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Golden State Warriors NBA basketball player Stephen Curry, right, the subject of the documentary film “Stephen Curry: Underrated,” is surrounded by reporters at the premiere of the film at the 2023 Sundance Film Festival, Monday, Jan. 23, 2023, in Park City, Utah.

Chris Pizzello, Invision via Associated Press

“Far below NBA standard in regard to explosiveness and athleticism,” a Curry NBA draft scouting report, read by Reggie Miller in the documentary, says.

“At 6-foot-2, he’s extremely small for the NBA shooting guard position. Do not rely on him to run your team. Can overshoot, can rush into shots, doesn’t like when defenses are too physical with him. Not a great finisher around the basket due to his size and physical attributes. Needs to add some muscle to his upper body, but appears as though he will always be skinny.”

Despite that scouting report, Curry went No. 7 to the Golden State Warriors in the 2009 NBA draft.

And the rest is history.

“I thought he was going to be destined for greatness. The level of greatness he has achieved is far beyond what I could have ever imagined,” McKillop said.

“It’s truly remarkable to see him grow from the two years we played together, to see where he’s at today. … He’s the same kid that I met when he was 16 years old. He hasn’t changed a bit. He doesn’t forget where he came from,” Davidson teammate Jason Richards said.

Not forgetting where he came from is the other major theme of the film, as Curry fulfills a promise to his mom and graduates from Davidson with a degree in sociology in August 2022.

Sonya had told Curry that he’s already won three NBA championships, but wants him to win a championship for his mom — completing his degree.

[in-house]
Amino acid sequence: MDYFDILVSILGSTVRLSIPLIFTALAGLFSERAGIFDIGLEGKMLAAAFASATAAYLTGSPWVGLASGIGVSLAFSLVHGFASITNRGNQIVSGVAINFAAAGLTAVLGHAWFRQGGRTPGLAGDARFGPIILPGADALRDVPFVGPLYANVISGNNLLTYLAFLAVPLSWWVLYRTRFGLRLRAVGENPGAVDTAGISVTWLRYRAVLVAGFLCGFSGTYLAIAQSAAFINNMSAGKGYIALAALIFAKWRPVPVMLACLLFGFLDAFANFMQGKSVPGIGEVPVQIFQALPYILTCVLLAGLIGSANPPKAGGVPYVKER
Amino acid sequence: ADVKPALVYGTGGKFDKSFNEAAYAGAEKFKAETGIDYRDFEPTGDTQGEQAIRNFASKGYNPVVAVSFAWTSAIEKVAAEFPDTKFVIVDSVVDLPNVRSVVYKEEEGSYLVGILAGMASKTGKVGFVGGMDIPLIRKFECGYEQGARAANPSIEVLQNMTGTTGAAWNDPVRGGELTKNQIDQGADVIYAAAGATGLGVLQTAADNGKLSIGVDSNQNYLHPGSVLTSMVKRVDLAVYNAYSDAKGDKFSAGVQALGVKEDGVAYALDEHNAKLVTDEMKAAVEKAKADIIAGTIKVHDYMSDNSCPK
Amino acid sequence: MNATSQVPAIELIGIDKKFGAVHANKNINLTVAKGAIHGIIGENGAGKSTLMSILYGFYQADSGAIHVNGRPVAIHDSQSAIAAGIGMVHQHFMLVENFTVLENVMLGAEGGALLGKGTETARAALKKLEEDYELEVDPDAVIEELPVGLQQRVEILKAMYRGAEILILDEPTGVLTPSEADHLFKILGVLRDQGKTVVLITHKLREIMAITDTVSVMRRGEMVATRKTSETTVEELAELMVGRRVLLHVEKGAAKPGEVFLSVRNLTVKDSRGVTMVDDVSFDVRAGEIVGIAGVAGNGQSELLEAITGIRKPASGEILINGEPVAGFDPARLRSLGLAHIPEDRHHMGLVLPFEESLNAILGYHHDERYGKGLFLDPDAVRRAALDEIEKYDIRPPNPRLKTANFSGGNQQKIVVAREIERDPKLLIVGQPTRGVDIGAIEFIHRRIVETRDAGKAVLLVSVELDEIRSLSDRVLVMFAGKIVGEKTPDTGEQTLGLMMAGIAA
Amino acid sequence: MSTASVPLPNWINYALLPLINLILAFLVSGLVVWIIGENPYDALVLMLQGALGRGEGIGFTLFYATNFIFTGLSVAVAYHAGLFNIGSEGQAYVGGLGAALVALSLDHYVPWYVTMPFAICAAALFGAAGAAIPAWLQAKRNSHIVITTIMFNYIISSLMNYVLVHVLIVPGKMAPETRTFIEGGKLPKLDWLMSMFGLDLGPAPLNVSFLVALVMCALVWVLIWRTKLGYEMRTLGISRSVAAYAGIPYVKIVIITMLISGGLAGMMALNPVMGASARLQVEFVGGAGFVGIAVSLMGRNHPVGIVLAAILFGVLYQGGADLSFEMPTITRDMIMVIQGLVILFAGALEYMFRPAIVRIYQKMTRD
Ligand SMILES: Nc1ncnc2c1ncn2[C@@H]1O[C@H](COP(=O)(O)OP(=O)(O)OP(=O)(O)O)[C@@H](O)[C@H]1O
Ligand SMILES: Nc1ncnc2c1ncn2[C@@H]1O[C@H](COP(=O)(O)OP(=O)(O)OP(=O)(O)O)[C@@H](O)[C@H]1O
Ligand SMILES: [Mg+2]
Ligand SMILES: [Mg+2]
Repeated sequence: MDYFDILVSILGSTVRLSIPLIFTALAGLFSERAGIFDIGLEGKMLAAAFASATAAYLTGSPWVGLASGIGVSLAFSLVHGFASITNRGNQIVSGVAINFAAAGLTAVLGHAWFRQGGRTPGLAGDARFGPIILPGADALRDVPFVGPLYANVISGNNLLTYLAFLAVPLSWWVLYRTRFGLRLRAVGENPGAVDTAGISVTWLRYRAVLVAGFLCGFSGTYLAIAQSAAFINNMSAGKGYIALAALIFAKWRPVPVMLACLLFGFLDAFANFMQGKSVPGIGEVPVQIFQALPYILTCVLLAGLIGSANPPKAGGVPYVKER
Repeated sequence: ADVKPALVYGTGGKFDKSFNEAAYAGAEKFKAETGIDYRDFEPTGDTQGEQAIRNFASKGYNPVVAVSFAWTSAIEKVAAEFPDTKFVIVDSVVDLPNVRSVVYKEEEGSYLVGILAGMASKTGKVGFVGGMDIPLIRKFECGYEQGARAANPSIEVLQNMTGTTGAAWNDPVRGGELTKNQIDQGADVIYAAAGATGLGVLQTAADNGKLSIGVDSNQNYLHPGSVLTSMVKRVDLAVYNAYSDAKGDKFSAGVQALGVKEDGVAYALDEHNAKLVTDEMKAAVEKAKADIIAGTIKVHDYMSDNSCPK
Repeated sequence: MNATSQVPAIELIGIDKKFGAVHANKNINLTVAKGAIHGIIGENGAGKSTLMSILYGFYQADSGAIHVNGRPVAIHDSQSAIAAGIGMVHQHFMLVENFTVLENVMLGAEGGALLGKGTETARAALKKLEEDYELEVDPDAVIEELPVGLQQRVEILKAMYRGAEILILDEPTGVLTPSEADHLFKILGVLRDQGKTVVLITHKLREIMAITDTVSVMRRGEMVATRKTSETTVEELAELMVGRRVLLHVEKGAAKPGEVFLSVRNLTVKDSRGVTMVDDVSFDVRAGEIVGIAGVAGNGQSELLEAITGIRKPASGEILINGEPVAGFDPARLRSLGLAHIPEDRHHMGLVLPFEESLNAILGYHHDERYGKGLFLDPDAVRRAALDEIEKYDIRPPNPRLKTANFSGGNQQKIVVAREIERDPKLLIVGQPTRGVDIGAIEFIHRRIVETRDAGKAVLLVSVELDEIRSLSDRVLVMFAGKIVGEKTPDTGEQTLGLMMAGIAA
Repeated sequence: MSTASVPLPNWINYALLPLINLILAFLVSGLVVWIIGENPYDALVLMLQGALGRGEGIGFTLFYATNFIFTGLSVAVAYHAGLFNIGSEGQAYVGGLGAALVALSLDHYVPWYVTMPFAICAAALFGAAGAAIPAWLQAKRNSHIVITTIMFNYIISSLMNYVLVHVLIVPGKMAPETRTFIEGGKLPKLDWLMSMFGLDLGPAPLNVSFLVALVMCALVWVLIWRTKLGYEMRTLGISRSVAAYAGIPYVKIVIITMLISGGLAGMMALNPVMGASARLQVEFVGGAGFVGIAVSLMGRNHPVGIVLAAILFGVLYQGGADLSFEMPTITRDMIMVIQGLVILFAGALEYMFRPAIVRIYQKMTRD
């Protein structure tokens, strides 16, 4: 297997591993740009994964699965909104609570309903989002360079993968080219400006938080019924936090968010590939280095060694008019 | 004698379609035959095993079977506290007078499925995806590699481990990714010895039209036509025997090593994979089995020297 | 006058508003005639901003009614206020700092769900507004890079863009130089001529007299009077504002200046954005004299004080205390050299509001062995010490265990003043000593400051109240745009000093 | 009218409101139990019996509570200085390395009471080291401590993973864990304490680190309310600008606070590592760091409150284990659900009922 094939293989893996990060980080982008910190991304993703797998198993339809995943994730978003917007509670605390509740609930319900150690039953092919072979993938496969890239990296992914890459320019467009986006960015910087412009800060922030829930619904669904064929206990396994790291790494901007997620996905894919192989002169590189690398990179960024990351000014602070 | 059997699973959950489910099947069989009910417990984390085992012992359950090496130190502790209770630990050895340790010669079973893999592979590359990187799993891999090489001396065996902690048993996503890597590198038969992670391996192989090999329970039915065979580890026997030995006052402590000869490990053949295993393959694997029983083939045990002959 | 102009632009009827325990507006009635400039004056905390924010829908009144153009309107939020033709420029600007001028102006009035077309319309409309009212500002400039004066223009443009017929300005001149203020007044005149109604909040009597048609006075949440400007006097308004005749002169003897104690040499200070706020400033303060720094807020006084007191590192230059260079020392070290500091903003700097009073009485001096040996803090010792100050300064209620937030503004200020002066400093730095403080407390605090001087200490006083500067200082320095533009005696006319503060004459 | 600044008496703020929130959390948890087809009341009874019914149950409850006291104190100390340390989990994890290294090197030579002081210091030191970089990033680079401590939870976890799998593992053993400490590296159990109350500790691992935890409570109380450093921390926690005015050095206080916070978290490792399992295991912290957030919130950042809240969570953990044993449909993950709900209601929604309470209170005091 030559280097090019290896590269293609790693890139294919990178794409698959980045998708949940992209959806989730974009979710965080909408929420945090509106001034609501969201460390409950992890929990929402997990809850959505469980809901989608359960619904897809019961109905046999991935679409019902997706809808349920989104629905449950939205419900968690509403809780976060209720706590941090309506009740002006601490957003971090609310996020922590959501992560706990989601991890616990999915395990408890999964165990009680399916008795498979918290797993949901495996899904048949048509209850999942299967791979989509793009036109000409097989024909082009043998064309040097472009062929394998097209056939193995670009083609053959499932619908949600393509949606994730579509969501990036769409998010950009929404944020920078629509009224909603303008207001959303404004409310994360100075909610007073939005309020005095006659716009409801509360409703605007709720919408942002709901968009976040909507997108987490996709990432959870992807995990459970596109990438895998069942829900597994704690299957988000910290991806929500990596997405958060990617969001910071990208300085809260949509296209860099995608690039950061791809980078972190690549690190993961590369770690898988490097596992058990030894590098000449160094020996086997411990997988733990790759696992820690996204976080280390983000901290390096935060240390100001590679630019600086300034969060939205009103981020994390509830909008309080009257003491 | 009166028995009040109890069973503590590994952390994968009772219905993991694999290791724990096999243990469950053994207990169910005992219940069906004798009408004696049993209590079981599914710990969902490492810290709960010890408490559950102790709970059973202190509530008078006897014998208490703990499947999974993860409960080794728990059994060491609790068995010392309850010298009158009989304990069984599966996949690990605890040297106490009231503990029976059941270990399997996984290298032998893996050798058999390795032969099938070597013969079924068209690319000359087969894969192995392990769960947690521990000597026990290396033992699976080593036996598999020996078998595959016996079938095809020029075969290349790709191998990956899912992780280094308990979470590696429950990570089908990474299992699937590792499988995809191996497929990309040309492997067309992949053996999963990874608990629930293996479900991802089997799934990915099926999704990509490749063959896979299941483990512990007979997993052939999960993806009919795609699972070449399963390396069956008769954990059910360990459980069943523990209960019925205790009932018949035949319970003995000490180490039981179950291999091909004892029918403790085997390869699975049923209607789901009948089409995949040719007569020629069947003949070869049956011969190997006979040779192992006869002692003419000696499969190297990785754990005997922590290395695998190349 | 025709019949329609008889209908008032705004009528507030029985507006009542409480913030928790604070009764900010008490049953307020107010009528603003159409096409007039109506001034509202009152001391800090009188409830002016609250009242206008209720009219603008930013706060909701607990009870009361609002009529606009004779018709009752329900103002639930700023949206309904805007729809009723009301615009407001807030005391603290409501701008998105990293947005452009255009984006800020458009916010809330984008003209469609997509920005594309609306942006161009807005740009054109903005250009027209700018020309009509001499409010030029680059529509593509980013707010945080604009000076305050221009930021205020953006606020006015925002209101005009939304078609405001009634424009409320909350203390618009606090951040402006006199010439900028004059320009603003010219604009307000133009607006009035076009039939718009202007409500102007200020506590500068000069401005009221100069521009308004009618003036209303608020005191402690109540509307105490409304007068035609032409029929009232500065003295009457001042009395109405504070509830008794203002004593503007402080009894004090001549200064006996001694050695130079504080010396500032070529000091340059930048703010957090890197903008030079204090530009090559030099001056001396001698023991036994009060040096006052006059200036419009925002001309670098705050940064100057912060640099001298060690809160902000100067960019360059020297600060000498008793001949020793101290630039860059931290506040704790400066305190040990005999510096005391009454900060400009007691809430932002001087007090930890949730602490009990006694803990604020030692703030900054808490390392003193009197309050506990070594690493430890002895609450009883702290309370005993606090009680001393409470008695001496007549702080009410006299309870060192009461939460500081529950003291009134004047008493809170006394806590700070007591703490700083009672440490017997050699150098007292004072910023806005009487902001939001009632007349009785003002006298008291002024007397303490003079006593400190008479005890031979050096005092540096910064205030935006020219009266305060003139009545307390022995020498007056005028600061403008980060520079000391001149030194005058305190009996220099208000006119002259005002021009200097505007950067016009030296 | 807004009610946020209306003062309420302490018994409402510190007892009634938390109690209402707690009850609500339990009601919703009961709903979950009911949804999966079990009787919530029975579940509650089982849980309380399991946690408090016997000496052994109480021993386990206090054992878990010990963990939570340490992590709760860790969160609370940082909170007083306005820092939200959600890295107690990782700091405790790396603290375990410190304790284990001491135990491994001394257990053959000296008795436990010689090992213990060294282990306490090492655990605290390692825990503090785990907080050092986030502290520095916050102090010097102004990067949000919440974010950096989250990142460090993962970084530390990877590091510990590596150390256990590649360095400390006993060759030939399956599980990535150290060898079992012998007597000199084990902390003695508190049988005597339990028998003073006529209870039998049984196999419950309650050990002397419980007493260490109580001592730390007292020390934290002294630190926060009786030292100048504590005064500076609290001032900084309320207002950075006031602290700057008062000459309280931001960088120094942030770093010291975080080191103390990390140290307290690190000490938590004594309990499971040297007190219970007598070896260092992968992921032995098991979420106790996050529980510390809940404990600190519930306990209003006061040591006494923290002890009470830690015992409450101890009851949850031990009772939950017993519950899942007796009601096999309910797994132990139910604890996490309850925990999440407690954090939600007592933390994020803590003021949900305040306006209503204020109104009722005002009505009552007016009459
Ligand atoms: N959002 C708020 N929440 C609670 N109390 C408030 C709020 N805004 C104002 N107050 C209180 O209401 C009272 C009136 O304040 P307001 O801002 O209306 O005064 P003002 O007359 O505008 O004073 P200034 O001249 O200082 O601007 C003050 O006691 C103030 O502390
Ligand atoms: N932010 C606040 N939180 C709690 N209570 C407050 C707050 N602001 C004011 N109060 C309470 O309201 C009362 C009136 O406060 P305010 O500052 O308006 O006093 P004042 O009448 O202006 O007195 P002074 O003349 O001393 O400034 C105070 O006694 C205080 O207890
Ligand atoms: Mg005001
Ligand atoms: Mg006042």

In the film, we see Curry, in the midst of taking care of his kids and preparing for the upcoming NBA season and, writing his thesis paper and checking in with his professor.

Davidson held a ceremony celebrating Curry’s graduation and raised his number to the rafters at John M. Belk Arena.

Fans expecting a behind-the-scenes breakdown of the Warriors’ dynasty — Curry’s version of the Michael Jordan documentary “The Last Dance” — could be disappointed.

The documentary does not include interviews with Klay Thompson, Kevin Durant, Draymond Green or Steve Kerr, though Green appears in a scene where he FaceTimes Curry while their two schools, Davidson and Michigan State, play each other in the 2022 NCAA tournament. Durant makes an appearance in one of the beginning cuts, during an afterparty in New York City after Curry breaks the all-time NBA 3-point record against the New York Knicks.

The documentary mostly skips over the vast majority of Curry’s illustrious NBA career. His first five seasons in the league are mostly reduced to scenes documenting Curry hurting his ankle nearly every year.

The 2014-15 season, which culminated in Curry’s first championship, gets a little more screen time, but it fast forwards past the next two championship seasons, with each just getting video of Curry’s celebration after winning the title.

The NBA season explored most in-depth in the film is the 2021-22 championship year, when, after an injury-riddled campaign, Curry led Golden State to an NBA title and capped it off with his first-ever Finals MVP.

It may have been the championship that meant the most to him as emotion swept over him following the final buzzer.